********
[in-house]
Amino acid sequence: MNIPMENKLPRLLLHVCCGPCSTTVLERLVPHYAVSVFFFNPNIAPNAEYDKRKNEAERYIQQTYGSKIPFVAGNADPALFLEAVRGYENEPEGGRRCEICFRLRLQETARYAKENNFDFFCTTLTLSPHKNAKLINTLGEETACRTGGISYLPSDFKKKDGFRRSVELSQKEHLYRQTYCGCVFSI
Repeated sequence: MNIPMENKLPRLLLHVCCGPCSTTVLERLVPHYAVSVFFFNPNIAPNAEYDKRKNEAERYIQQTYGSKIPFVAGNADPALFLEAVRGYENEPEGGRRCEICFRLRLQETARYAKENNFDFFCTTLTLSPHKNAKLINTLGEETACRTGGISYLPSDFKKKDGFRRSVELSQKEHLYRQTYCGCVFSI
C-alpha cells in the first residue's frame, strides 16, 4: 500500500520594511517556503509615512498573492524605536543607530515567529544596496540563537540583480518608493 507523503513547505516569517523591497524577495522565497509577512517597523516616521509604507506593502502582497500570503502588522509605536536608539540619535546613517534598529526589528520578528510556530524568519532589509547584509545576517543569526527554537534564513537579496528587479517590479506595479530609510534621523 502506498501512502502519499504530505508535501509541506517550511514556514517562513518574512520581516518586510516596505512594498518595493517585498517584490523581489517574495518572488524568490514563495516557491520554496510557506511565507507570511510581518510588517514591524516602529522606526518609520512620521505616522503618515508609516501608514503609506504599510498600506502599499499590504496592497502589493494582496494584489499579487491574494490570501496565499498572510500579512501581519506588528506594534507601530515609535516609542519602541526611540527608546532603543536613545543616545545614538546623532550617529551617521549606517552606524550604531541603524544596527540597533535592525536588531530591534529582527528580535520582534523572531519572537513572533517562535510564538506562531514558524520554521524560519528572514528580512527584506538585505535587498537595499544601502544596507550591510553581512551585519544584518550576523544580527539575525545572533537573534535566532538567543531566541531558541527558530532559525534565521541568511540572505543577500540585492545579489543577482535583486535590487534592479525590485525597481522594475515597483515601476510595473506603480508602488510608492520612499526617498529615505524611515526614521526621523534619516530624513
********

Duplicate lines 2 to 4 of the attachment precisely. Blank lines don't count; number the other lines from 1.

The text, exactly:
Amino acid sequence: MNIPMENKLPRLLLHVCCGPCSTTVLERLVPHYAVSVFFFNPNIAPNAEYDKRKNEAERYIQQTYGSKIPFVAGNADPALFLEAVRGYENEPEGGRRCEICFRLRLQETARYAKENNFDFFCTTLTLSPHKNAKLINTLGEETACRTGGISYLPSDFKKKDGFRRSVELSQKEHLYRQTYCGCVFSI
Repeated sequence: MNIPMENKLPRLLLHVCCGPCSTTVLERLVPHYAVSVFFFNPNIAPNAEYDKRKNEAERYIQQTYGSKIPFVAGNADPALFLEAVRGYENEPEGGRRCEICFRLRLQETARYAKENNFDFFCTTLTLSPHKNAKLINTLGEETACRTGGISYLPSDFKKKDGFRRSVELSQKEHLYRQTYCGCVFSI
C-alpha cells in the first residue's frame, strides 16, 4: 500500500520594511517556503509615512498573492524605536543607530515567529544596496540563537540583480518608493 507523503513547505516569517523591497524577495522565497509577512517597523516616521509604507506593502502582497500570503502588522509605536536608539540619535546613517534598529526589528520578528510556530524568519532589509547584509545576517543569526527554537534564513537579496528587479517590479506595479530609510534621523 502506498501512502502519499504530505508535501509541506517550511514556514517562513518574512520581516518586510516596505512594498518595493517585498517584490523581489517574495518572488524568490514563495516557491520554496510557506511565507507570511510581518510588517514591524516602529522606526518609520512620521505616522503618515508609516501608514503609506504599510498600506502599499499590504496592497502589493494582496494584489499579487491574494490570501496565499498572510500579512501581519506588528506594534507601530515609535516609542519602541526611540527608546532603543536613545543616545545614538546623532550617529551617521549606517552606524550604531541603524544596527540597533535592525536588531530591534529582527528580535520582534523572531519572537513572533517562535510564538506562531514558524520554521524560519528572514528580512527584506538585505535587498537595499544601502544596507550591510553581512551585519544584518550576523544580527539575525545572533537573534535566532538567543531566541531558541527558530532559525534565521541568511540572505543577500540585492545579489543577482535583486535590487534592479525590485525597481522594475515597483515601476510595473506603480508602488510608492520612499526617498529615505524611515526614521526621523534619516530624513